On Friday morning, the Bank Guarantee Fund issued a decision to initiate forced restructuring of Getin Noble Bank due to its poor financial situation and the risk of bankruptcy. Getin’s customers’ money is safe, because it is protected by the BFG guarantee. Customer service remains unchanged.
There are cards, ATMs, electronic and mobile banking and GNB branches. Ultimately, the bank to which GNB’s operations will be transferred will operate under the name VeloBank.
Getin Noble Bank will be taken over
As a result of the decision to start compulsory restructuring of Getin Noble Bank, its management will be taken over by the Bank Guarantee Fund. The activities of Getin Noble Bank will be transferred to the BFG Bank on October 3, 2022 (it is the so-called bridge bank).
Apart from BFG, the owner of this entity will also be the Commercial Bank Protection System (SOBK), i.e. established in June by the eight largest commercial banks operating in Poland (ING Bank Śląski, Alior, Millennium, PKO BP, Pekao, BNP Paribas Bank Polska, mBank, Santander Bank Poland).
BFG initiated forced restructuring because three conditions obliging it to take such action were met: GNB was threatened with bankruptcy, there were no premises indicating that possible supervisory actions or the bank itself would allow to remove the threat of bankruptcy in a timely manner and initiation of resolution against GNB was in the opinion of the BFG, necessary in the public interest (understood as the stability of the financial sector and limiting the involvement of public funds).
Compulsory restructuring made it possible to protect all customer deposits worth PLN 39.5 billion – emphasised the BGF. All deposits of all GNB clients (regardless of the legal status and amount) are safe, there is no redemption, even of unsecured ones.
All funds were transferred to the BFG Bank, where the full deposit guarantee is the equivalent of PLN 100,000. euro (approximately PLN 480 thousand).
“Nothing changes for GNB customers. All customers are and will be served as before, they have uninterrupted access to all their funds. This applies to all persons and entities that as of September 30, 2022 (Friday) are customers of GNB, including corporate and public sector clients, as well as personal and private banking clients, “the BFG reported. Customer service unchanged. There are cards, ATMs, electronic and mobile banking and GNB branches.
The amount of PLN 10.34 billion of non-returnable support was allocated to the process of forced restructuring in the scope of transferring GNB’s operations and ensuring uninterrupted service to its customers and the security of their funds, of which PLN 6.87 billion comes from the BGF’s own funds, and PLN 3.47 billion is the commitment SOBK funds, i.e. private banks. “This support significantly strengthens the common bank,” reported the BFG.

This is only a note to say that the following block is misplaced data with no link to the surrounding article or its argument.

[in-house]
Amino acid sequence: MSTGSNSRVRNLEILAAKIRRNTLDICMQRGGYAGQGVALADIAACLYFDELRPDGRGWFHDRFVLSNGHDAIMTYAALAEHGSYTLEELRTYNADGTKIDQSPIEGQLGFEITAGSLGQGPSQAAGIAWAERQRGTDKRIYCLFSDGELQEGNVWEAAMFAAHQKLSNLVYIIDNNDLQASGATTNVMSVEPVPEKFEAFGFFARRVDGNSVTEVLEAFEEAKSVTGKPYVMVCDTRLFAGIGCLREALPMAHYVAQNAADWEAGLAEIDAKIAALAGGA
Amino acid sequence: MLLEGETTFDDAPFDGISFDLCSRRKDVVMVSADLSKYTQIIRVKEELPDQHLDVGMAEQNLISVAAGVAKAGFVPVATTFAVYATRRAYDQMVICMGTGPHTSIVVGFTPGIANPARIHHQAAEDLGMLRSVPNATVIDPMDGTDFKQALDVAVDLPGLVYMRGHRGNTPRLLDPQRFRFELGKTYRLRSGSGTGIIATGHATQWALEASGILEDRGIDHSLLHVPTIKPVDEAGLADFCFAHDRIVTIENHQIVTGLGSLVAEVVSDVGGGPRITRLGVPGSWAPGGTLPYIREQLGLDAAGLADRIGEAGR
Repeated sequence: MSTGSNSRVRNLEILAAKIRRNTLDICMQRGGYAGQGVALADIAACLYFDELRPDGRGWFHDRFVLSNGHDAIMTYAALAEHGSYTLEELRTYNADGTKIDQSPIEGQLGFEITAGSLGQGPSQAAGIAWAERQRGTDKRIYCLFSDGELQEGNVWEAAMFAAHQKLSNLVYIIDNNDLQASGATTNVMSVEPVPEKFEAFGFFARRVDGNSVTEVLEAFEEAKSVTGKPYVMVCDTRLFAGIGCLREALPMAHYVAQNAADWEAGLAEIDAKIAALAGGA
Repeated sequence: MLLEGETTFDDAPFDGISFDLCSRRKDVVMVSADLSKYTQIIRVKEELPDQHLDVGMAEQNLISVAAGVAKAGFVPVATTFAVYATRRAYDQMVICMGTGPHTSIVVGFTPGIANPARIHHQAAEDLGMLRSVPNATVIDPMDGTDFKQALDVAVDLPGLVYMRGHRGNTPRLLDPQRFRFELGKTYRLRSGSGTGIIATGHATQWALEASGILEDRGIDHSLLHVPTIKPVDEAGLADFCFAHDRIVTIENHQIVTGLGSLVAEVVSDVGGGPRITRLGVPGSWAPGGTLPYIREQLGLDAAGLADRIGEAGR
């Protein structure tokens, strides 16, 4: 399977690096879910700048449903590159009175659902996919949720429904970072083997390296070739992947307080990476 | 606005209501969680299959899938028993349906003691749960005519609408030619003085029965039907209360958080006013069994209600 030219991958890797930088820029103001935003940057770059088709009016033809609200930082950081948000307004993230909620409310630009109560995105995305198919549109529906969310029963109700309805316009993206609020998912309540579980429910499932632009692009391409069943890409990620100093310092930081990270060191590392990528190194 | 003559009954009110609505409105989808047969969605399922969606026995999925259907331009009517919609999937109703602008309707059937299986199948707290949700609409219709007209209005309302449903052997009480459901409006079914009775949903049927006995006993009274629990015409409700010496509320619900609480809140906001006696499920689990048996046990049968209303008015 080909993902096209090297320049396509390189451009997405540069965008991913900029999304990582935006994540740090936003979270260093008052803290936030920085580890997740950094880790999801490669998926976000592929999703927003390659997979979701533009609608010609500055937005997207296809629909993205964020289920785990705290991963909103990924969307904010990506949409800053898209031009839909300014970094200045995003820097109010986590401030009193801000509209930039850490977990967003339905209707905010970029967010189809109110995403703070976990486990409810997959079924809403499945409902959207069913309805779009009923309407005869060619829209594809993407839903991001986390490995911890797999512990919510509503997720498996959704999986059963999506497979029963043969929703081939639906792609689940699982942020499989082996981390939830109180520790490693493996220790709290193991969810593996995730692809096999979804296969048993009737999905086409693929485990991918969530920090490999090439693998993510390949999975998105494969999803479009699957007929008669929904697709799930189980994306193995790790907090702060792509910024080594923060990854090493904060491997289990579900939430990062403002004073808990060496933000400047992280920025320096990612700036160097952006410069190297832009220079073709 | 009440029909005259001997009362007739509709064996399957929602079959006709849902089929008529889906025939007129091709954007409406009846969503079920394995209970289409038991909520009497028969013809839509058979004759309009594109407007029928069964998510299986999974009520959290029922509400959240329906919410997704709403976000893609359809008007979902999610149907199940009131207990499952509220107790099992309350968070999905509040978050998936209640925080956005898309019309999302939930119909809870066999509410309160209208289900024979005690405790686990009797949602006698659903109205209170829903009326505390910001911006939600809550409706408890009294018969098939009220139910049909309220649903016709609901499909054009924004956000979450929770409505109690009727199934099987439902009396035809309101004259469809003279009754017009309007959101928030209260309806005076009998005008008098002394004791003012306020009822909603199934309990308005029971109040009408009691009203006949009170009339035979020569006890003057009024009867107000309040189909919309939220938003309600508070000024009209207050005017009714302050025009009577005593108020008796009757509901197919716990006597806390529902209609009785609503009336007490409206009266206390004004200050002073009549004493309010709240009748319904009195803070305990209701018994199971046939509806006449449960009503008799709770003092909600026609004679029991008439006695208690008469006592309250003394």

Compulsory restructuring means that all GNB shares and some financial liabilities are redeemed to finance the bank’s equity gap . GNB had 1.04 million shares issued and all of them were redeemed (on Thursday, at the close of the trading session, the entire bank – that is, all shares – was worth PLN 154 million).
In practice, this means that shareholders are left with nothing. This also applies to Leszek Czarnecki, the founder of GNB and the current main shareholder.
The Wrocław businessman had 62.8 percent. GNB assets. The remaining 27.2% shares were in free float on the WSE – investors who owned them lost these securities.
In the case of redemption of financial liabilities, we mainly refer to subordinated bonds: securities of this type of GNB worth PLN 680 million were redeemed, mainly in the hands of individual investors.
These are specific bank bonds with higher risk that can be written off or converted in the process of resolution to recapitalize a troubled bank. GNB issued a lot of such securities in 2012-2017. At the end of 2017, the Polish Financial Supervision Authority limited their sale to individual investors, stating that these bonds are not an appropriate instrument for them, because they are often not aware of the risk.
A fine of over PLN 20 million
GNB has been in a difficult financial situation for several years. The most important problem – resulting from the persistent lack of profitability and growing cumulative losses – was the capital shortage. The bank lacked several billion zlotys to operate normally, but Leszek Czarnecki did not lead to an improvement (for which the PFSA imposed a fine of over PLN 20 million on him).
The causes of the problems should be looked for at the very beginning, i.e. around 2010. It is a strategy that consists in selling loans and banking products as much as possible and trying to account for as many profits as possible. This later plunged the bank into credit losses which led to capital shortages and prevented further expansion.